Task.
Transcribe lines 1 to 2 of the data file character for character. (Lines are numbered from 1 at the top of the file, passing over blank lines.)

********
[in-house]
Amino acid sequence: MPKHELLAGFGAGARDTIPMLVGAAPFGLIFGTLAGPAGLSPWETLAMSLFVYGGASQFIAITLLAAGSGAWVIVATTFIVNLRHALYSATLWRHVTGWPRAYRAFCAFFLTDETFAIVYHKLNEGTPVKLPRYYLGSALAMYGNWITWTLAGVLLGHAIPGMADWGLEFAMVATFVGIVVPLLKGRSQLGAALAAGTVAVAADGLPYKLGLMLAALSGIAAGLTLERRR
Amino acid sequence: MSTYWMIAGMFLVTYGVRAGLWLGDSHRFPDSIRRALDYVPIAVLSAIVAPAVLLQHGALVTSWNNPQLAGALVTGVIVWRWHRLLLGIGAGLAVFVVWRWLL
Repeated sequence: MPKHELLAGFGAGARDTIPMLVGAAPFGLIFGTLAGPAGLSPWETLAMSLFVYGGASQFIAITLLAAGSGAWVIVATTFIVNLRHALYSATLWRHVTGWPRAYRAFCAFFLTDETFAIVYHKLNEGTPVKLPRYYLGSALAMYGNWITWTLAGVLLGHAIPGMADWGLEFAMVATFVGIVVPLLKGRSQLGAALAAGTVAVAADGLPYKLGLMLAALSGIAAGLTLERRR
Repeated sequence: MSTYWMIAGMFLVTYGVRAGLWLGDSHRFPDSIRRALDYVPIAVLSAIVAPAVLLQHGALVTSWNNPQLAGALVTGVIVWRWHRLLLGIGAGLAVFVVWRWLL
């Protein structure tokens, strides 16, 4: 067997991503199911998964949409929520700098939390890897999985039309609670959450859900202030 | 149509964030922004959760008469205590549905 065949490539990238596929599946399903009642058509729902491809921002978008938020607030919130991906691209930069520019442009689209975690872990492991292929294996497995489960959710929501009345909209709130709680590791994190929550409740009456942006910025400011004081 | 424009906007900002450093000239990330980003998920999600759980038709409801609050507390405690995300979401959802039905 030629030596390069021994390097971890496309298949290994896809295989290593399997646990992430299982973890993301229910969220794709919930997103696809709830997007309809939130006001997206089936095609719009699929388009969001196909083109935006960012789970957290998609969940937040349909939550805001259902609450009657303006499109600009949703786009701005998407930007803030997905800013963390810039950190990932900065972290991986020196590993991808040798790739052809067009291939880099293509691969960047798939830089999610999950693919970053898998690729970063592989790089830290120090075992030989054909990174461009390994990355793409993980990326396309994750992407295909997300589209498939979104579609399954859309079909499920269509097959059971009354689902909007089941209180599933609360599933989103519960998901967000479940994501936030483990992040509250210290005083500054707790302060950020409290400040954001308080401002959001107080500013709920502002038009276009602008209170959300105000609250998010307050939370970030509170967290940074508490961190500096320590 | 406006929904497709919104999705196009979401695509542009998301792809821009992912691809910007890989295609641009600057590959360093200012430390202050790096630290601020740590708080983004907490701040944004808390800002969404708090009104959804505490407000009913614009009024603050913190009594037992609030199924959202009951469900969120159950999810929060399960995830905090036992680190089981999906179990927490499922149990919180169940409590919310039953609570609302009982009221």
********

[in-house]
Amino acid sequence: MPKHELLAGFGAGARDTIPMLVGAAPFGLIFGTLAGPAGLSPWETLAMSLFVYGGASQFIAITLLAAGSGAWVIVATTFIVNLRHALYSATLWRHVTGWPRAYRAFCAFFLTDETFAIVYHKLNEGTPVKLPRYYLGSALAMYGNWITWTLAGVLLGHAIPGMADWGLEFAMVATFVGIVVPLLKGRSQLGAALAAGTVAVAADGLPYKLGLMLAALSGIAAGLTLERRR